To turn information into knowledge, identify it, verify it, and integrate it with all previous knowledge. That's the formula.
Or is it?
Knowledge is your grasp of the facts, from observation and reasoning. Thanks to Ayn Rand, it is now possible to analyze the process, perfect it, and have confidence in the result—unless you make the mistake of thinking of the process as a formula.
To follow a formula, you do one step, then another, until a task is done. You think of the steps as sequential. When analyzing a thought process, you can break it down into steps, and consider the relationships among the steps. But the steps are not sequential. Thinking is not done as elements in sequence, but as elements in combination. A thought process is not like a manufacturing process, where steps are accomplished in line, but like a golf swing, with all elements working together to achieve accuracy.
You observe something that crawls. While observing it, you identify it as a bug. You feel interest, or revulsion. While observing and feeling, you compare what you see with what you know about bugs. While observing and feeling and comparing, you project where the bug is headed and how fast it will get there. While observing and feeling and comparing and projecting, you pick up the bug spray. In other words, you think about the bug, and take action.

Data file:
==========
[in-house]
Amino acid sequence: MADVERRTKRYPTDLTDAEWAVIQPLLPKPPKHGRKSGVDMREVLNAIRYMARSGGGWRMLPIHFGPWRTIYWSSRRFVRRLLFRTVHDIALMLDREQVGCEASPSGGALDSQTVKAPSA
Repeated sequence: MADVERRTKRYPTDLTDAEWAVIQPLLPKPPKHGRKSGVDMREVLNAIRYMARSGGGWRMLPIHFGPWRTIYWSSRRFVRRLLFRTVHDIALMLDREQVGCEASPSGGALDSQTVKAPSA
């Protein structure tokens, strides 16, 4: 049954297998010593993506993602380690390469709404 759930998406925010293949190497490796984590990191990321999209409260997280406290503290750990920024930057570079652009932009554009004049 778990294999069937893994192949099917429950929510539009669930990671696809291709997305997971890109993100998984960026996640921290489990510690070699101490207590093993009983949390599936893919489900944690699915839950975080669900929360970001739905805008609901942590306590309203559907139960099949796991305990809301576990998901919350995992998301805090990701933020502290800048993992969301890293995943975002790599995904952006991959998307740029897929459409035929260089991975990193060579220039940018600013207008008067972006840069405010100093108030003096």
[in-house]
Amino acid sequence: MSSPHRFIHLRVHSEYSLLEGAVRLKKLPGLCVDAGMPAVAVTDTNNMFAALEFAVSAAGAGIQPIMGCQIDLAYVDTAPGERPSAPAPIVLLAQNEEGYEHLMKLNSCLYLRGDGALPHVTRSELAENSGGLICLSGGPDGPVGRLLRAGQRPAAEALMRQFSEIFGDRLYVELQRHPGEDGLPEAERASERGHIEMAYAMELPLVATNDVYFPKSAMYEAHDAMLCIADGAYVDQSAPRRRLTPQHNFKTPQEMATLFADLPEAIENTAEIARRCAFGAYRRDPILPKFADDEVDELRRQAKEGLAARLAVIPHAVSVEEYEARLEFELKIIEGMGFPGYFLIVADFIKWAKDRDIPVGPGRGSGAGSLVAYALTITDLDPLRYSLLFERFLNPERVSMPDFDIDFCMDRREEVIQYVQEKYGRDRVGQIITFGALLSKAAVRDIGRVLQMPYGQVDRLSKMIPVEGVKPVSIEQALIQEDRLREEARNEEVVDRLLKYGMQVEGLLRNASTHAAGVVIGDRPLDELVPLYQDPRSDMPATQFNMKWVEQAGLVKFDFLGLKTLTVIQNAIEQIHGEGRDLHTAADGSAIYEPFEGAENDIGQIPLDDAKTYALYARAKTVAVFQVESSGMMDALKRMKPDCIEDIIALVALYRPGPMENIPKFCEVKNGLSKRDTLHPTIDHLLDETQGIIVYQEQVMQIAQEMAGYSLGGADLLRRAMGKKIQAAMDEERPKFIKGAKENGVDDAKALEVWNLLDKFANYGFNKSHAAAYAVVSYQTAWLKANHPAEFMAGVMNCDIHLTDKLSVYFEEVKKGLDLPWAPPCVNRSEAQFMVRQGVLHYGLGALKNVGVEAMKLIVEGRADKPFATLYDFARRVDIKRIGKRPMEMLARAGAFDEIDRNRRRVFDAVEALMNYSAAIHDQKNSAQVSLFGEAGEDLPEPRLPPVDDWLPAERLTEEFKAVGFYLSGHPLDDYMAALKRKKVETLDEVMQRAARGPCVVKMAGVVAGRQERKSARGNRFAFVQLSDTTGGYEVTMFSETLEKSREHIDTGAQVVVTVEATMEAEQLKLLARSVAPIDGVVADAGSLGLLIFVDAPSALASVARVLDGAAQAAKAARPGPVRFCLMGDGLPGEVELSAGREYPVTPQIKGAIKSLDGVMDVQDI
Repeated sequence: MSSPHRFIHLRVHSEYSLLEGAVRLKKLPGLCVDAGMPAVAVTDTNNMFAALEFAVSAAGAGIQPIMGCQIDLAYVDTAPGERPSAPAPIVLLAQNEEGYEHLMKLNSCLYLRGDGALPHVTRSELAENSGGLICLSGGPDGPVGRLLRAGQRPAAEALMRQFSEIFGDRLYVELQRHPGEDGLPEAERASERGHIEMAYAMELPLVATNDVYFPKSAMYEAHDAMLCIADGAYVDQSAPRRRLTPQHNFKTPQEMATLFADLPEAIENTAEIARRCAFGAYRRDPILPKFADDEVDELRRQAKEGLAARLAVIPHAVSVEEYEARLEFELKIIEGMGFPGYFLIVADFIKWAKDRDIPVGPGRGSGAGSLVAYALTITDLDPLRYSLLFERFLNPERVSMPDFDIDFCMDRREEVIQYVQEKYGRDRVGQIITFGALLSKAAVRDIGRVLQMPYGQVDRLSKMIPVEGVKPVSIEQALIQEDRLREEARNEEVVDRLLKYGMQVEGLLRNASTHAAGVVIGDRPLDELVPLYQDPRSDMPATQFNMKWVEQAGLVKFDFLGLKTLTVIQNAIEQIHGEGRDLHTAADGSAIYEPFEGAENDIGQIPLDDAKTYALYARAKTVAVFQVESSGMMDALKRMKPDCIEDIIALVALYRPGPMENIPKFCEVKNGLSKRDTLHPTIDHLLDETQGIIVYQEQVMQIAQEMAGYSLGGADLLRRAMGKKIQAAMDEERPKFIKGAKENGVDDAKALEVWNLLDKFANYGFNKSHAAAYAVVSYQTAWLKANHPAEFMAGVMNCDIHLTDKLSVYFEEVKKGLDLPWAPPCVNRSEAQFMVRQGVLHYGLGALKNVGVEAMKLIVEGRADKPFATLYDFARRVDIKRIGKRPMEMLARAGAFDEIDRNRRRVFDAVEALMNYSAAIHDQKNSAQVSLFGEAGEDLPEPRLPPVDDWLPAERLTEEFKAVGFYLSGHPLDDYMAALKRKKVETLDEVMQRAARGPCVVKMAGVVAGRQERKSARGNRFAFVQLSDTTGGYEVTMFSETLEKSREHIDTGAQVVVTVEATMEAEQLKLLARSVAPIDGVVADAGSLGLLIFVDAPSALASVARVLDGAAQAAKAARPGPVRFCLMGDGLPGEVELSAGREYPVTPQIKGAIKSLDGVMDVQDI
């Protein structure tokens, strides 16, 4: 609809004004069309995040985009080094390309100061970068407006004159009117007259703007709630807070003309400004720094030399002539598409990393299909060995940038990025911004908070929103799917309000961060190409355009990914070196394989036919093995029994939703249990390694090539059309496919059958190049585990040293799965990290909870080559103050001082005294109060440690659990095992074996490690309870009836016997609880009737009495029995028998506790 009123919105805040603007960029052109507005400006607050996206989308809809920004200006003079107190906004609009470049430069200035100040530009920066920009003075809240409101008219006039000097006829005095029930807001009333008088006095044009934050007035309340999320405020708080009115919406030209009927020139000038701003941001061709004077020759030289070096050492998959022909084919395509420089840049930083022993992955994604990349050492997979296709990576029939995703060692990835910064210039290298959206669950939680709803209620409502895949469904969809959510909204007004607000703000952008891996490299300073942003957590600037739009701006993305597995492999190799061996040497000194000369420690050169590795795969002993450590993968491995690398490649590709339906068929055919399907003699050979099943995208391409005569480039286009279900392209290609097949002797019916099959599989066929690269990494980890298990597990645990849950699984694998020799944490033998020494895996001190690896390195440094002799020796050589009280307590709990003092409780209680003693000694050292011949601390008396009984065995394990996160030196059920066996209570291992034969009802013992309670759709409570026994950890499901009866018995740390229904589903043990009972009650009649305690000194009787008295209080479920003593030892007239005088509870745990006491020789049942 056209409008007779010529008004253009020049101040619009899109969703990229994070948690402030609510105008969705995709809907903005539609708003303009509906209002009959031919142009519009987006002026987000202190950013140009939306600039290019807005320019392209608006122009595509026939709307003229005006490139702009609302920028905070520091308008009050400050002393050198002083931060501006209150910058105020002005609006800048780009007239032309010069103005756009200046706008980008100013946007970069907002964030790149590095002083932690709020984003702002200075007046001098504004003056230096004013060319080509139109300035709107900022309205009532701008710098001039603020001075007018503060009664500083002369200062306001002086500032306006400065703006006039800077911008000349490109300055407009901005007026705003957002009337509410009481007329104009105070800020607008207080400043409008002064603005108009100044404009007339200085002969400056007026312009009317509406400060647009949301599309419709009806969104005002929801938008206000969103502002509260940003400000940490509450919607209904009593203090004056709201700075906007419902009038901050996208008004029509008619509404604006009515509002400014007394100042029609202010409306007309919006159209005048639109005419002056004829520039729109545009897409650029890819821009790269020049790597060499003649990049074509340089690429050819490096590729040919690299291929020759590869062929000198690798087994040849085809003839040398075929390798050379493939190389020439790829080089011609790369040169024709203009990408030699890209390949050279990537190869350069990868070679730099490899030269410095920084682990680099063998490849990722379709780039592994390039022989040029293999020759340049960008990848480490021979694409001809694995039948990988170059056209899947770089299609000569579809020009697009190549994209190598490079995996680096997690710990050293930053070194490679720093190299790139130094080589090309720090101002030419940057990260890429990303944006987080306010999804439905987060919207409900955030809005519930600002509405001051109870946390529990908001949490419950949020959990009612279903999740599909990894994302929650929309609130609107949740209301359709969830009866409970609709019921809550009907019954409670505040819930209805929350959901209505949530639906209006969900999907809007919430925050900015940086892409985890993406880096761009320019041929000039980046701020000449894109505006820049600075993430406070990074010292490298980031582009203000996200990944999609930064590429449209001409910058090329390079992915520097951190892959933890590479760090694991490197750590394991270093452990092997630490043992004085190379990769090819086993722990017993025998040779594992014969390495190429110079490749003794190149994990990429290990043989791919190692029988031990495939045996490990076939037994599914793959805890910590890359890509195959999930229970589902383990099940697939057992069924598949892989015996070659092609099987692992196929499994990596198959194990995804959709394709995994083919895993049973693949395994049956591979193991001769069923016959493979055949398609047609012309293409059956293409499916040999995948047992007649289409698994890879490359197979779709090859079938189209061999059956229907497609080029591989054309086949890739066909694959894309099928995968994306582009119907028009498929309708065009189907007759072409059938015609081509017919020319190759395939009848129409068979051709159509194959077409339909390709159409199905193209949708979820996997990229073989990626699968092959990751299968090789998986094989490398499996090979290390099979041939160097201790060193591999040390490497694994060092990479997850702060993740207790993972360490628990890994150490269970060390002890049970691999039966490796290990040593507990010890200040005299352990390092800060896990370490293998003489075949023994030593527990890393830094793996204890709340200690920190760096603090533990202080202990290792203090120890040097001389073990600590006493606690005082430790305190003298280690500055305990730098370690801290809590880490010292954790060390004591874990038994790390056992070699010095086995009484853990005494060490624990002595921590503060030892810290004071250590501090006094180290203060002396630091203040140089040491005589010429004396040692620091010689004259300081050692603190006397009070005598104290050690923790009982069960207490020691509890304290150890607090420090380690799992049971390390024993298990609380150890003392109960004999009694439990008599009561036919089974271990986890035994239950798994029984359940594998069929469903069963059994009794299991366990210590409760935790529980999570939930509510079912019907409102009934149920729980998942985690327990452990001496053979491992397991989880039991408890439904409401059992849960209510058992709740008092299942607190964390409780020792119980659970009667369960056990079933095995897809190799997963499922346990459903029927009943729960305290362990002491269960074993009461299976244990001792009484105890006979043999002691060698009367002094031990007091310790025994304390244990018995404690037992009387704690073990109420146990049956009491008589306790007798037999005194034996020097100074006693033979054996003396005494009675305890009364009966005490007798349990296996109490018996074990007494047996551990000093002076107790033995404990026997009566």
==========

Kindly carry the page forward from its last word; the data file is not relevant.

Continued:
If, while listening to some information, you identify it as useful, then while listening, you consider what is needed to verify it, and how it fits in with what you already know. You combine the steps of turning information into knowledge, as an integrated action. You think about what you hear.
Phony gurus have made millions from the mistaken idea that mental actions are done one at a time in sequence, and so can be learned by following a formula. It is as if a pianist tried to learn all the notes for one of his fingers, then all the notes for another, and so on through ten fingers. Unless the fingers learn to work together, no music gets made.
If a pianist wants to strengthen his little finger, he plays exercises which work all fingers together, while emphasizing the little finger. If a golfer wants to improve his swing, he studies grip, stance, preparation, stroke, and follow-through—while he practices the entire swing. If a thinker wants to improve his use of logic, he studies rules of logic, while combining logic with other elements into thoughts.
The real recipe for turning information into knowledge is this: take sensory evidence; add reason; think.
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